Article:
So AngularJS team finally is talking more publically about what they’re trying to do. At the ngEurope conference last week, they talked very opening about their new strategy for AngularJS 2.0 and it has a lot of people freaked out. Sounds a lot like some reaction to Silverlight in fact.
I’m seeing a flood of hate on the AngularJS team at the moment. I am not sure it is justified. Here’s why:
While there are a lot of details about what they’re thinking being shown and shared, the reality is that AngularJS 2.0 comes out in 13 months. A huge amount of time in web development. I am sure they are hearing all the concern and fear and are taking it into account. I suspect it will be fine.
Again, with so much time before release, the new direction will be clearer as we get closer. Sure it may involve a re-write, but so will going to another library (e.g. ReactJS, etc.) In fact, this happens a lot, especially in web development. It’s a tricky thing…break the old stuff to get better new stuff, or stick with the old stuff? I don’t know the right answer…I really don’t.
I’ve recently heard the great Dan Wahlin mention that he liked jQuery’s approach better (two paths, one with new development and one with fixes. The jQuery 1.x/2.x path is quite interesting and I tend to agree with Dan on most things…including this one.
I have no idea, but I think that talking about he possible direction and the risk of a re-write is fair. I think you should go forward into any development with the understanding of the risks and like any dependency, there is inherently a risk here.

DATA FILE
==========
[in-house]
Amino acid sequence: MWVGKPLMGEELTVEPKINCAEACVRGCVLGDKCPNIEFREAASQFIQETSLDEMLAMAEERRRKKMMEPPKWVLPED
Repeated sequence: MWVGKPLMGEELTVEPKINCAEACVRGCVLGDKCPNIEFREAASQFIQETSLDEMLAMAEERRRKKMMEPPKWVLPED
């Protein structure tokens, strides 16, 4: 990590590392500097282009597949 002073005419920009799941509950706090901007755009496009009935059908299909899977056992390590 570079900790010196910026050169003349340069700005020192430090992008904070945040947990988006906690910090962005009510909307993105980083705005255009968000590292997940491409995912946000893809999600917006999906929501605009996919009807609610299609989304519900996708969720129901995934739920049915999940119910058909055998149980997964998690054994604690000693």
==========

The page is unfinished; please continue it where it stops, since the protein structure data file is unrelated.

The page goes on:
I am sure that some people will attempt to do this. All the power to these people, but I am not sure I’d bet on that as a strategy. This was the mantra of when Silverlight 5 was mentioned to be the last version…people wanted them to open-source it and the community would do a v6. Unfortunately I suspect this is more wishful thinking than actual volunteering. Usually is in these cases.
I don’t know what you should do. I don’t. I won’t pretend to. Keep an open mind and keep your ears open. See where it’s going and under the current and future risks in pinning yourself to the library. You’ll have to hook your wagon to some horse (AngularJS means to Google, ReactJS to Facebook, etc.) But ultimately as I’ve been talking about for years, be prepared for change and look forward to learning what is coming around the corner. We’re a lucky bunch to be doing such interesting work and falling back to hate doesn’t help anyone..especially you.
What do you think?
After a long development cycle, Bootstrap has been completely re-written to improve performance and be more consistent. Learn Bootstrap 4 now with my Wilder Minds course:
|Vue.js by Example (Early Access Now Available)|
|Bootstrap 4 by Example (Just Released)|
|Intro to Font Awesome 5 (Free Course)|
|Building a Web App with ASP.NET Core, MVC6, EF Core, Bootstrap and Angular (updated for 2.0)|
|Using Visual Studio Code for ASP.NET Core Projects (new)|
|Implementing and Securing an API with ASP.NET Core|
|Building a Web App with ASP.NET Core, MVC6, EF Core and AngularJS|
|Building a Web App with ASP.NET5, MVC6, EF7, and AngularJS (Retired)|
|Best Practices in ASP.NET: Entities, Validation, and View Models|
|Front-End Web Development Quick Start|
|Lessons from Real World .NET Code Reviews|
|Node.js for .NET Developers|
|Application Name||WilderBlog||Environment Name||Production|
|Application Ver||v4.0.30319||Runtime Framework||x86|
|App Path||D:\home\site\wwwroot\||Runtime Version||.NET Core 4.6.26515.07|
|Operating System||Microsoft Windows 10.0.14393||Runtime Arch||X86|